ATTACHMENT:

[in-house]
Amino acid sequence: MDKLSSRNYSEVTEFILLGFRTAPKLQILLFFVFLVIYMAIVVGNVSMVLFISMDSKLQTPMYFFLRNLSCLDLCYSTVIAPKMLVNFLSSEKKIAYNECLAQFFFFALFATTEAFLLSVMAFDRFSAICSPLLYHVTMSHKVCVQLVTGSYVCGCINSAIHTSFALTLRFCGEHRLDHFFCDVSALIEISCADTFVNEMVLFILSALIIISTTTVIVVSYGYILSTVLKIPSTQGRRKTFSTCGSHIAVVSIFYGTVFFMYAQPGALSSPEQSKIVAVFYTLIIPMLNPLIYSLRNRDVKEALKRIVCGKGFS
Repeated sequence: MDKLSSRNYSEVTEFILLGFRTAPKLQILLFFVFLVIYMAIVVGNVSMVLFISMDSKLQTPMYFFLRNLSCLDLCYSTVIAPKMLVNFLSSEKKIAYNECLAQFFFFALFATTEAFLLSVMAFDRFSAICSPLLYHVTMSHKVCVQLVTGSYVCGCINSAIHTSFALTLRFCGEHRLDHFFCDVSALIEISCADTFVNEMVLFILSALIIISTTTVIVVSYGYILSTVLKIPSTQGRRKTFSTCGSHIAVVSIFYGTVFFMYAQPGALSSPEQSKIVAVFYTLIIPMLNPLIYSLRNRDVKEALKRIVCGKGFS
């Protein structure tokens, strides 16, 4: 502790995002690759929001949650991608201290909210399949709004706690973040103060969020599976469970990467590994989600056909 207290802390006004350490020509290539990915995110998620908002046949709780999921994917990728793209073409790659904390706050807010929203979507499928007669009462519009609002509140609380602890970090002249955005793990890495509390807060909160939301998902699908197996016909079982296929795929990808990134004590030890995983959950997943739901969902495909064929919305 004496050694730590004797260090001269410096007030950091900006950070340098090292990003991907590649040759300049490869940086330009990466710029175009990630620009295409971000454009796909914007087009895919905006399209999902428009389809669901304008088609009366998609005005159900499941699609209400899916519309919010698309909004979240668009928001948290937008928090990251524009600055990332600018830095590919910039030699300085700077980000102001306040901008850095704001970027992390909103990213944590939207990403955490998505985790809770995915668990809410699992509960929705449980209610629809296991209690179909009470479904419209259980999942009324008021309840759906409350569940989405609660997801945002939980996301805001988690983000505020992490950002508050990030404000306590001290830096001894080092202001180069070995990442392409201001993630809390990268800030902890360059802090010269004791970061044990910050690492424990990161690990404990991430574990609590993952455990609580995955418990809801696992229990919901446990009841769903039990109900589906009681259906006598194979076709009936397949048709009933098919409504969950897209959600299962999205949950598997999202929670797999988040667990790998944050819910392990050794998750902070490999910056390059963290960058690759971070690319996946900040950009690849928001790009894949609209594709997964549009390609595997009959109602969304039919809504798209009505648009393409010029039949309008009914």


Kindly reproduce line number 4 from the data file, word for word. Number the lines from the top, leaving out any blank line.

């Protein structure tokens, strides 16, 4: 502790995002690759929001949650991608201290909210399949709004706690973040103060969020599976469970990467590994989600056909 207290802390006004350490020509290539990915995110998620908002046949709780999921994917990728793209073409790659904390706050807010929203979507499928007669009462519009609002509140609380602890970090002249955005793990890495509390807060909160939301998902699908197996016909079982296929795929990808990134004590030890995983959950997943739901969902495909064929919305 004496050694730590004797260090001269410096007030950091900006950070340098090292990003991907590649040759300049490869940086330009990466710029175009990630620009295409971000454009796909914007087009895919905006399209999902428009389809669901304008088609009366998609005005159900499941699609209400899916519309919010698309909004979240668009928001948290937008928090990251524009600055990332600018830095590919910039030699300085700077980000102001306040901008850095704001970027992390909103990213944590939207990403955490998505985790809770995915668990809410699992509960929705449980209610629809296991209690179909009470479904419209259980999942009324008021309840759906409350569940989405609660997801945002939980996301805001988690983000505020992490950002508050990030404000306590001290830096001894080092202001180069070995990442392409201001993630809390990268800030902890360059802090010269004791970061044990910050690492424990990161690990404990991430574990609590993952455990609580995955418990809801696992229990919901446990009841769903039990109900589906009681259906006598194979076709009936397949048709009933098919409504969950897209959600299962999205949950598997999202929670797999988040667990790998944050819910392990050794998750902070490999910056390059963290960058690759971070690319996946900040950009690849928001790009894949609209594709997964549009390609595997009959109602969304039919809504798209009505648009393409010029039949309008009914």